Greece and the Euro Crisis
European Union and the Euro (€)
Just in case you don’t know, the European Union (EU) uses, predominately, the Euro (€). Some countries, such as Great Britain, chose to not use the Euro. And some European countries, such as Switzerland, didn’t even join the EU. Now we see that Greece, a member of the Eurozone (countries in the EU that use the €), is just about bankrupt and continues to look to the International Monetary Fund (IMF) for a €8 billion loan in November, 2011, and says it will run out of money in mid-December if it does not get the loan.
Greek Referendum or Not?
Greek Prime Minister George Papandreou expressed optimism Wednesday, November 2, 2012, that the Greek people will support his plan to remain in the Eurozone despite having to endure austerity measures. Now we learn that a national Greek referendum on the latest European bailout for the debt-riddled country may never happen. Papandreou said that he would never place membership in the common currency up for referendum. The EU bailout would give the heavily indebted Greek government €130 billion while it imposes a 50% write-off on private holders of Greek debts, in return for deeply unpopular austerity measures. Papandreou said the referendum on the deal was never an end in itself, and there were two other choices – an election, which he said would bankrupt the country, or a consensus in parliament. “If we had a consensus we wouldn’t have to go to a referendum,” Papandreou said.
The G20 Summit
The G20 Summit is being held this week in Cannes, France. The leaders of the 19 largest economies in the world are here (the 20th permanent member of the G20 is the EU). Europe’s leaders said they had reached the end of their patience with Greece, demanding that the beleaguered nation declare whether it wants to stay in the Euro currency union — or risk going it alone.
Here is a very brief summary of decisions by G20 countries:
- The Chinese have minimized the prospect of investing more money in a eurozone bailout.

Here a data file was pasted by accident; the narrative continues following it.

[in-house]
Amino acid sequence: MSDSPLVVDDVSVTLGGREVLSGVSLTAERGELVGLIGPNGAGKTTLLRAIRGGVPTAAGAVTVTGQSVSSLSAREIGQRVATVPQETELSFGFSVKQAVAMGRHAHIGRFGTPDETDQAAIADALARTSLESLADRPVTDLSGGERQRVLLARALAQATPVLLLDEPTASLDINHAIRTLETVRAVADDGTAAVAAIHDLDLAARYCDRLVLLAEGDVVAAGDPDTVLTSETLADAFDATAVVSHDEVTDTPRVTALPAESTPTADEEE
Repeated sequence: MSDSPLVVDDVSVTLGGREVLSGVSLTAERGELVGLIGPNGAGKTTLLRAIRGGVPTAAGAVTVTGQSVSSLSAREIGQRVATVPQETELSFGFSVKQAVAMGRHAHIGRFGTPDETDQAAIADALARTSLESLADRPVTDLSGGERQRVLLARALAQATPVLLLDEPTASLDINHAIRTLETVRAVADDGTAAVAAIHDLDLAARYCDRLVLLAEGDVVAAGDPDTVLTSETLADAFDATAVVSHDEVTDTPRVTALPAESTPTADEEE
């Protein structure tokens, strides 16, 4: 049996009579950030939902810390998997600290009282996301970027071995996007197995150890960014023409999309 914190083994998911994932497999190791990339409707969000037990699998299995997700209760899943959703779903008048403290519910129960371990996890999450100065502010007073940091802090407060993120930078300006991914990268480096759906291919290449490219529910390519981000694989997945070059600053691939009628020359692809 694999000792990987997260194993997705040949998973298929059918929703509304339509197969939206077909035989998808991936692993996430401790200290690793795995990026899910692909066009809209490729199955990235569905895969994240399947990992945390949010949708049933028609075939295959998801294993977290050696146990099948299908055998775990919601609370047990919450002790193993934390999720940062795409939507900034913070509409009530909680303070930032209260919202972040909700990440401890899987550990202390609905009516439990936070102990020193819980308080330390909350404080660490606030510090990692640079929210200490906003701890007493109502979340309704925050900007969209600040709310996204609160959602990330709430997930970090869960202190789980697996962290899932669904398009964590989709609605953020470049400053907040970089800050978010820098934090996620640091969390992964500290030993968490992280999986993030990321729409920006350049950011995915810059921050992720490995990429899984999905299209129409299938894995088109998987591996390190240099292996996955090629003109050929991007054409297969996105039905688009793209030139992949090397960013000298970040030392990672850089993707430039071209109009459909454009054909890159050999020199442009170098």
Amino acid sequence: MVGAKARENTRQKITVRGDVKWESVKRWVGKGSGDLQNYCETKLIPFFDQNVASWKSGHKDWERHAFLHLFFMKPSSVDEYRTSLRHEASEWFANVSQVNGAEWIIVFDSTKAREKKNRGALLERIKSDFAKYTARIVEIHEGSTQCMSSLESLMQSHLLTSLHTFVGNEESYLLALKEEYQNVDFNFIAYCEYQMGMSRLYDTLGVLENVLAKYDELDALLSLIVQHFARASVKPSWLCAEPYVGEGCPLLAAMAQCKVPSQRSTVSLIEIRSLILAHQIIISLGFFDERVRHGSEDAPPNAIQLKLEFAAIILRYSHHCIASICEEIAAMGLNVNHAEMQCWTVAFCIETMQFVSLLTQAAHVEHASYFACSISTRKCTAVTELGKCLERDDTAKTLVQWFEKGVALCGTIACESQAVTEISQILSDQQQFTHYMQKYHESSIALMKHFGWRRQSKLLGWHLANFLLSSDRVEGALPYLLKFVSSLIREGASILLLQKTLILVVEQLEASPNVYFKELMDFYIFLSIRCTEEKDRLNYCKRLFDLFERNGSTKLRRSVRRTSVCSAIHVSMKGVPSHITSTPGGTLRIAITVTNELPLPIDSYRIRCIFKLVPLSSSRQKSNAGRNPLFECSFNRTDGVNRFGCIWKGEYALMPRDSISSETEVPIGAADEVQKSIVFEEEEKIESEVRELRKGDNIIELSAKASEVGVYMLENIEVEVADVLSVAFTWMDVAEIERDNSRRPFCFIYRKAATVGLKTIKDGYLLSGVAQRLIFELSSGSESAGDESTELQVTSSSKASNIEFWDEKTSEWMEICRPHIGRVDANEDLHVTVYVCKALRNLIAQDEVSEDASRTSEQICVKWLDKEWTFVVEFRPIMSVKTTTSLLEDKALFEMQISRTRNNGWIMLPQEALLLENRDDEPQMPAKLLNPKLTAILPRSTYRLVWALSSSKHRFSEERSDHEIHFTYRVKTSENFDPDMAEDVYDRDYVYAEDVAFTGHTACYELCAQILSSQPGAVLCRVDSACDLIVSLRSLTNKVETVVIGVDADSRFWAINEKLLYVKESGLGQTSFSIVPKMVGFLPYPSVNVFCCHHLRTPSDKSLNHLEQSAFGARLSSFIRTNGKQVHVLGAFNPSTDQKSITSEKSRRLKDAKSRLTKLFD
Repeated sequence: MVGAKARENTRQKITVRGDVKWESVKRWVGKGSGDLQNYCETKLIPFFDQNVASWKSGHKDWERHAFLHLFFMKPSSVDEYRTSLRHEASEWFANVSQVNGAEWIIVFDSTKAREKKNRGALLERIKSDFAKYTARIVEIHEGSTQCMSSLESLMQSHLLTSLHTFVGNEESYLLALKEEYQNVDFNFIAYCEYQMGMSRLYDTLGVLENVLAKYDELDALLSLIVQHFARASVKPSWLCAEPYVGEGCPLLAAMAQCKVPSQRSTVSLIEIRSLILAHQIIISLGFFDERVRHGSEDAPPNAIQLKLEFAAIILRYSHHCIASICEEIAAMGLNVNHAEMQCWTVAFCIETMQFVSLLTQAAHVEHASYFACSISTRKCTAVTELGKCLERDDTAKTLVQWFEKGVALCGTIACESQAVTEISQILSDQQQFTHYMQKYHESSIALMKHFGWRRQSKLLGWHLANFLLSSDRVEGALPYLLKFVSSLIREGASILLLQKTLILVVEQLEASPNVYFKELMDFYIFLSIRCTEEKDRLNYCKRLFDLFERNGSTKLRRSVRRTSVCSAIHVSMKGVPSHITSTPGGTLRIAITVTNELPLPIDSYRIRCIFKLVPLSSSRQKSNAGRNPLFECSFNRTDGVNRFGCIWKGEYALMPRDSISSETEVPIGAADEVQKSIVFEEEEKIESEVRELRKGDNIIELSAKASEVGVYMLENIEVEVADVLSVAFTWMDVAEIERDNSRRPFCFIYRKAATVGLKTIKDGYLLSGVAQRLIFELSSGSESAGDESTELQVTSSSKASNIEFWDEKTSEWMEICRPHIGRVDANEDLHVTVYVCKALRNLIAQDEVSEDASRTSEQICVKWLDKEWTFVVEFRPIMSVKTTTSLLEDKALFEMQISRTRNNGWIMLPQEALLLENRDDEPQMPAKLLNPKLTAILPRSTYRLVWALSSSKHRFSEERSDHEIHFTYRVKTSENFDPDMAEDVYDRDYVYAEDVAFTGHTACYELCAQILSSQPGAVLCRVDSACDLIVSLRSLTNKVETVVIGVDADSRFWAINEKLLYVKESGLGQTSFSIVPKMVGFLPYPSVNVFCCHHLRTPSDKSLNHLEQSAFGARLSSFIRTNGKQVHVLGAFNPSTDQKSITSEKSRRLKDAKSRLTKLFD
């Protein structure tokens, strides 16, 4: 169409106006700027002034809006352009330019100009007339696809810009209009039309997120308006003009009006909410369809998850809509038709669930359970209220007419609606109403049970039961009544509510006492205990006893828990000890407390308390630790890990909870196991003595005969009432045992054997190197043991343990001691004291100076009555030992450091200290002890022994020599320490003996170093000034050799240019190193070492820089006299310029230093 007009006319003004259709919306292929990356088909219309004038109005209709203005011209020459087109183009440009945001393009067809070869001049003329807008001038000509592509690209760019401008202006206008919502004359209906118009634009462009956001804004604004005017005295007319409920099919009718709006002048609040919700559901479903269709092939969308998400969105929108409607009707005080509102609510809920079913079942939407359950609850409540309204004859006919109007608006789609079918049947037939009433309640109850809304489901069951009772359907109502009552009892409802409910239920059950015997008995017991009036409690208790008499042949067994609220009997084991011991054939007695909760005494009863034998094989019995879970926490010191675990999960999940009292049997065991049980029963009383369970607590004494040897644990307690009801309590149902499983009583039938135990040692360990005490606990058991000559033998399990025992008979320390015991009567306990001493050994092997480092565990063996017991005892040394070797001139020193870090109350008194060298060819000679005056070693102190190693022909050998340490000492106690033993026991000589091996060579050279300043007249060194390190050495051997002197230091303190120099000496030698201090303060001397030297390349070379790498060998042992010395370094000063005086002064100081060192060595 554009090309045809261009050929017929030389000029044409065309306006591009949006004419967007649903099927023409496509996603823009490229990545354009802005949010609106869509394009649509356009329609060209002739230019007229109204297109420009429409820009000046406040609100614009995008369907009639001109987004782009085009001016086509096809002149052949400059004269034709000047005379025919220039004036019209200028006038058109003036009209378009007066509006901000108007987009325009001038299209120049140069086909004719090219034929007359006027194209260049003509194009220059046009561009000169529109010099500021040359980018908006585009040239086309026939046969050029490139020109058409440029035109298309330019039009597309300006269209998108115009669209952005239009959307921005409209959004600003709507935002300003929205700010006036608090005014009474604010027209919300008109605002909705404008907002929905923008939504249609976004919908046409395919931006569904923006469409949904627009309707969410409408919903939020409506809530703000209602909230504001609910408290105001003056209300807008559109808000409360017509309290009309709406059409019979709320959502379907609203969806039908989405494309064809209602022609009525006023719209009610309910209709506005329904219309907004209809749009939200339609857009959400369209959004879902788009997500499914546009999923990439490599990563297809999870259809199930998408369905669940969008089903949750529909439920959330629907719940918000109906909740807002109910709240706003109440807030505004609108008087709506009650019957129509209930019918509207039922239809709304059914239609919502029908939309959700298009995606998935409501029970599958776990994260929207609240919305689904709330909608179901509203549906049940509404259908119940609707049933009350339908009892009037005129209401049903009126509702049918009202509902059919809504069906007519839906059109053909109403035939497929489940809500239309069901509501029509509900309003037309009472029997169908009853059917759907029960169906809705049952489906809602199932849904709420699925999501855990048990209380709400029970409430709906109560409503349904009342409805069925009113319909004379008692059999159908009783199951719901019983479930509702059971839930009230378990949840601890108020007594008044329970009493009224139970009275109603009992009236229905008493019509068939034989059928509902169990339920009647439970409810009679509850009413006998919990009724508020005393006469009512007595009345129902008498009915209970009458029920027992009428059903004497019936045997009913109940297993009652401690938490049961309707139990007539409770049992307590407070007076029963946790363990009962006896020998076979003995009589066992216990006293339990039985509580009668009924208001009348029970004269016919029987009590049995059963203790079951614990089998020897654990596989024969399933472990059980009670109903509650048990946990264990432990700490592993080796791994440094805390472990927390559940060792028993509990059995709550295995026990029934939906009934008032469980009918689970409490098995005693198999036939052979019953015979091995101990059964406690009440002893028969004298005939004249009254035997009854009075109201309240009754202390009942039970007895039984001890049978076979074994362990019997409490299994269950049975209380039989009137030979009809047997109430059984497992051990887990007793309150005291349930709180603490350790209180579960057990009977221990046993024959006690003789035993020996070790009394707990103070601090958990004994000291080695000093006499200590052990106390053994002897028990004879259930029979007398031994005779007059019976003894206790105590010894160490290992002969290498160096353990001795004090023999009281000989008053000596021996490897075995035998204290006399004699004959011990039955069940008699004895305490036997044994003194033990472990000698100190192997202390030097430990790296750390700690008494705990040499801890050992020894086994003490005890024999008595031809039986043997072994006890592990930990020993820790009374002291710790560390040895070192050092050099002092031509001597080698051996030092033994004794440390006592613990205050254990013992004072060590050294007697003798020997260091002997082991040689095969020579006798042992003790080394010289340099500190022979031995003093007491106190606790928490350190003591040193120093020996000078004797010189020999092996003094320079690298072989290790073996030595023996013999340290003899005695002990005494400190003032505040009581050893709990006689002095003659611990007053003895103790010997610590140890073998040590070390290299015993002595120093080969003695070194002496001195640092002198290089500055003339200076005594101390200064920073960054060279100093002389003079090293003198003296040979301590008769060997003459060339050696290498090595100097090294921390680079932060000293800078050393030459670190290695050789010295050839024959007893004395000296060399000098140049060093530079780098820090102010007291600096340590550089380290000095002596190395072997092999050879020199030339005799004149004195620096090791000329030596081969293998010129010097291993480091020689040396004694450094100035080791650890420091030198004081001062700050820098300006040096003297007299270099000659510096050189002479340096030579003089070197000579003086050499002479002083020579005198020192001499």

- Jean-Claude Juncker, the Luxembourg prime minister who chairs meetings of eurozone finance ministers, has said that the EU is preparing for the possibility of Greece leaving the Euro.
- David Cameron, British Prime Minister, confirmed that Great Britain would consider increasing its contribution to the International Monetary Fund to help it countries in trouble, but Great Britain would not contribute directly to a € bailout.
- George Papandreou, the Greek prime minister, has thrown the opening of the G20 summit into confusion by offering to resign.
- David Cameron has confirmed that Britain is willing to increase its contribution to the IMF in the interests of promoting global economic stability.
- G20 leaders have signalled that they are going to put more money into the International Monetary Fund.
- French President Nicolas Sarkozy has called for the international adoption of a financial transaction tax (or Robin Hood tax).
Germany is by far the most stable economy in the EU. So what do the German people think about once again bailing out Greece? Germany’s best-selling daily newspaper, Bild, summarized the view in Germany that Greece had pushed things too far by calling for a referendum on its bailout deal. “Take the Euro away from the Greeks!” read Bild’s front-page banner headline. “That’s it,” Bild wrote. “We put up hundreds of billions of Euros to save the bankrupt Greeks and now they’re going to have a referendum to decide if they’re going to agree to austerity measures.”
Hermann-Otto Solms, a financial policy leader in German Chancellor Angela Merkel’s center-right coalition, said Greece should start thinking about leaving the eurozone. The worsening Euro crisis has hurt Merkel’s standing in Germany, with 50 percent now saying they do not want to see her win a third term in the next election due in 2013.